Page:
In the way of this is the existence of the colored population of the Northern and Middle States. Now, while we should grant to every human being all the rights we claim for ourselves, and bear in mind the cases of individual [616] excellence of colored people, we must, I think, admit that mulattoism is hybridism, and that it is unnatural and undesirable. It has been brought to its present formidable proportions by several causes,—mainly by slavery. Its evils are to be met and lessened as far as may be, by wise statesmanship and by enlightenment of public opinion. These may do much.

Some proclaim amalgamation as the remedy, upon the theory that by diluting black blood with white blood in larger and larger proportions, it will finally be so far diluted as to be imperceptible and will disappear. They forget that we may not do the wrong that right may come of it. They forget that no amount of diffusion will exterminate whatever exists; that a pint of ink diffused in a lake is still there, and the water is only the less pure.

Others persist that mulattoism is not and cannot be persistent beyond four generations. In other words, that like some other abnormal and diseased conditions it is selflimit-ing, and that the body social will be purged of it.

In the face of these and other theories, it is our duty to gather as many facts and as much knowledge as is possible, in order to throw [617] light upon every part of the subject; nobody can furnish more than you can. Faithfully yours,

The Museum and his own more immediate scientific work must naturally take precedence in any biography of Agassiz, and perhaps, for this reason, too little prominence has been given in these pages to his interest in general education, and especially in the general welfare and progress of Harvard College. He was deeply attached to the University with which he had identified himself in America. While he strained every nerve to develop his own scientific department, which had no existence at Harvard until his advent there, no one of her professors was more concerned than himself for the organization of the college as a whole. A lover of letters as well as a devotee of nature, he valued every provision for a well proportioned intellectual training. He welcomed the creation of an Academic Council for the promotion of free and [618] frequent interchange of opinion between the different heads of departments, and, when in Cambridge, he was never absent from the meetings. He urged, also, the introduction of university lectures, to the establishment of which he largely contributed, and which he would fain have opened to all the students. He advocated the extension of the elective system, believing that while it might perhaps give a pretext for easy evasion of duty to the more inefficient and lazy students, it gave larger opportunities to the better class, and that the University should adapt itself to the latter rather than the former. ‘The bright students,’ he writes to a friend, ‘are now deprived of the best advantages to be had here, because the dull or the indifferent must still be treated as children.’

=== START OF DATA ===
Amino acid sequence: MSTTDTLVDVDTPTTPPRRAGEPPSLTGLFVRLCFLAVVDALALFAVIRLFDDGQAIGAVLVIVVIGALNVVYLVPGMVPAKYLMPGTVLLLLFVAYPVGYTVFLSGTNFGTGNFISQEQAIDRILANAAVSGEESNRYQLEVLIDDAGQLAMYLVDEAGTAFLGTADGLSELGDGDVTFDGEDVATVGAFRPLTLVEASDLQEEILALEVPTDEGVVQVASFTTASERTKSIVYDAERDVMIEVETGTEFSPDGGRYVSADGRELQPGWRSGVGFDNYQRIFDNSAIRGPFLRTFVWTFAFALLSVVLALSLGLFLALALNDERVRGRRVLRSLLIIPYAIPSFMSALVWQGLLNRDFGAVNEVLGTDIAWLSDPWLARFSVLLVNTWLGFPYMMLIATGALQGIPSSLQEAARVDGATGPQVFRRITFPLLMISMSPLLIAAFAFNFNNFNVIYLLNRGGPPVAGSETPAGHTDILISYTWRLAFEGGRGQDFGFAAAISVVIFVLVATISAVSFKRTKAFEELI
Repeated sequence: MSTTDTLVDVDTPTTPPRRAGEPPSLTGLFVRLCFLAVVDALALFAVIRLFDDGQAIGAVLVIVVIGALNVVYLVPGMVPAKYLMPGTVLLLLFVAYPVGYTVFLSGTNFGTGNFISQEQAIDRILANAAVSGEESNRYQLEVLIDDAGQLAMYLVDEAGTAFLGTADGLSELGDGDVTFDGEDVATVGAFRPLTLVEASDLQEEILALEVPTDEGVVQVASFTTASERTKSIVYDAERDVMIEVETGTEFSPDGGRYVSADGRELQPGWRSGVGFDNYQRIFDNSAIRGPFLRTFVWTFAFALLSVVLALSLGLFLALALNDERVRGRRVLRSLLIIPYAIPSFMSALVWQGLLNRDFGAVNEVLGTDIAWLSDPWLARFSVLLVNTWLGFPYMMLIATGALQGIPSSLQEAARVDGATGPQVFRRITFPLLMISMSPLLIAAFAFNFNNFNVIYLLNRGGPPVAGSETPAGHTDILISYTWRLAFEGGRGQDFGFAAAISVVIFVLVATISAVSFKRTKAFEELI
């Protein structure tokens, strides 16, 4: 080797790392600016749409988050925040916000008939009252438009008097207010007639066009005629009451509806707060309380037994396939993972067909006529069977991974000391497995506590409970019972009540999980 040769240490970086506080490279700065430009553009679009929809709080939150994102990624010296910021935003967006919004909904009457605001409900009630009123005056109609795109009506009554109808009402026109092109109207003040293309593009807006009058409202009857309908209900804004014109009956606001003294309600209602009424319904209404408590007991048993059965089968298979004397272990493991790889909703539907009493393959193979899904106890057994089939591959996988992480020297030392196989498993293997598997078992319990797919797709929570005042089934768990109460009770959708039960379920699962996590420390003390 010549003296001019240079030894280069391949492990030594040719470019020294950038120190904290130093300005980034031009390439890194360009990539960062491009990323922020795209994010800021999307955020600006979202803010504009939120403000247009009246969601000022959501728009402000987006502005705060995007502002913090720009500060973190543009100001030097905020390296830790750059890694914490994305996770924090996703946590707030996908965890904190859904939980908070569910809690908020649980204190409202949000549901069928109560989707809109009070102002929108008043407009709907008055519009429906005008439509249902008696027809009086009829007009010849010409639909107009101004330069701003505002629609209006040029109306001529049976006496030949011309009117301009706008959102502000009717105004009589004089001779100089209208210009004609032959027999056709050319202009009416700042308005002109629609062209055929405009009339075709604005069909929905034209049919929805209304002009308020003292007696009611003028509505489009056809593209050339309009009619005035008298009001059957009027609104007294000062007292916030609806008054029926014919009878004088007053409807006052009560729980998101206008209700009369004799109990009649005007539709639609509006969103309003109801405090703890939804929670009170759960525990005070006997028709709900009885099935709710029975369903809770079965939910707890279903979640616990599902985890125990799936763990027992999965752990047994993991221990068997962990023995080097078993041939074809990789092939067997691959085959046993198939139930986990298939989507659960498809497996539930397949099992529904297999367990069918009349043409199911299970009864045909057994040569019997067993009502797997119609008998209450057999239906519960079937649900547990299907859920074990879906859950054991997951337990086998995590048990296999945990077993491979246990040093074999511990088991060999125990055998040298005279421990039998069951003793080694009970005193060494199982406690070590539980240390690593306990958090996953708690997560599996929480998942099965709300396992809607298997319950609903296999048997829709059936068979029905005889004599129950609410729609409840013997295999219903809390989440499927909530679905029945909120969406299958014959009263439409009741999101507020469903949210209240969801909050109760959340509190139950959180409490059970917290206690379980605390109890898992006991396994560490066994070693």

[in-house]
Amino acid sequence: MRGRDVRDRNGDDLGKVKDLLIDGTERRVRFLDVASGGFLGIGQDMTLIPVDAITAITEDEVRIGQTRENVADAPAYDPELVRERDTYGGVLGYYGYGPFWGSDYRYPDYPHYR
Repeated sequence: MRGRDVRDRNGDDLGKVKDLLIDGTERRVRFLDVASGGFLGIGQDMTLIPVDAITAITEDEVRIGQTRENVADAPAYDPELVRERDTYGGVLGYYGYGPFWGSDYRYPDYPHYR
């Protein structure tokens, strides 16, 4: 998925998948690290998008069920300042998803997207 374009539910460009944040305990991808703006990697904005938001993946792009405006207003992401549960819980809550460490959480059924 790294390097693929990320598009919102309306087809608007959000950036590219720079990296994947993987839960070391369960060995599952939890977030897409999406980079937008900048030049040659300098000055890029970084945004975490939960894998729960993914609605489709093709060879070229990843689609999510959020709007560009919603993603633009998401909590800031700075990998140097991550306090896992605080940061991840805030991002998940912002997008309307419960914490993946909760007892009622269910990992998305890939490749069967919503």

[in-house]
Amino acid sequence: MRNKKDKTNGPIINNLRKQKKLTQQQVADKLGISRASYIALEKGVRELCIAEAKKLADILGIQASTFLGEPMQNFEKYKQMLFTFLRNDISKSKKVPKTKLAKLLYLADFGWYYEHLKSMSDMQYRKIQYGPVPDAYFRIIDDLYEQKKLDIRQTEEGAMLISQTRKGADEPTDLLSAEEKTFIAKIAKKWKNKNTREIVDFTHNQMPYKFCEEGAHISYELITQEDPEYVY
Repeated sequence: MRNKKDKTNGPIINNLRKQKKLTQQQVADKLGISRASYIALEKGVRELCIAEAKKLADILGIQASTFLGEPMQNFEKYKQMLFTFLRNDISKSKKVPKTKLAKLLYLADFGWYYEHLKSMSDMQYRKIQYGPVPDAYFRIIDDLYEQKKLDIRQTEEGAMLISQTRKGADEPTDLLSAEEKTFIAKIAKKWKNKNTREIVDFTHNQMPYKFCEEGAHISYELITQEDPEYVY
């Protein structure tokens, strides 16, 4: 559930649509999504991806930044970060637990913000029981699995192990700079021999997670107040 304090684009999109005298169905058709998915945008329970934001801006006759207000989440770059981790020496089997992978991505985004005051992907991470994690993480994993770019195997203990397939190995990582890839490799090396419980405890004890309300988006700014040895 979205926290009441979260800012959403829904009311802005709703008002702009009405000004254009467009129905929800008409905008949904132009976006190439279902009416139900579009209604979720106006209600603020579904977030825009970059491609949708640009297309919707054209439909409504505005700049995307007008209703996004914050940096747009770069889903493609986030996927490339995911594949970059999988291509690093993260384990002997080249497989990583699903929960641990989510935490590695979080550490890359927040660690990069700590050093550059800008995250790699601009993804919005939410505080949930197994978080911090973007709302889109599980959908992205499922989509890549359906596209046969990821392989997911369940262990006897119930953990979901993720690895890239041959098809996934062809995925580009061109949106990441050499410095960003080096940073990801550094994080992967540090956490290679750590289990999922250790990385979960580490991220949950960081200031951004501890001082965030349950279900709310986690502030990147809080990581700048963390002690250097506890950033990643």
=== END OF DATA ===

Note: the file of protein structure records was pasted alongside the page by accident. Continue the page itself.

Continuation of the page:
The two following letters, from their bearing on general university questions, are not out of place here. Though occasioned by a slight misconception, they are so characteristic of the writers, and of their relation to each other, that it would be a pity to omit them. [619]

To Ralph Waldo Emerson.

December 12, 1864.
my dear Emerson,—If your lecture on universities, the first of your course, has been correctly reported to me, I am almost inclined to quarrel with you for having missed an excellent chance to help me, and advance the true interests of the college. You say that Natural History is getting too great an ascendency among us, that it is out of proportion to other departments, and hint that a check-rein would not be amiss on the enthusiastic professor who is responsible for this.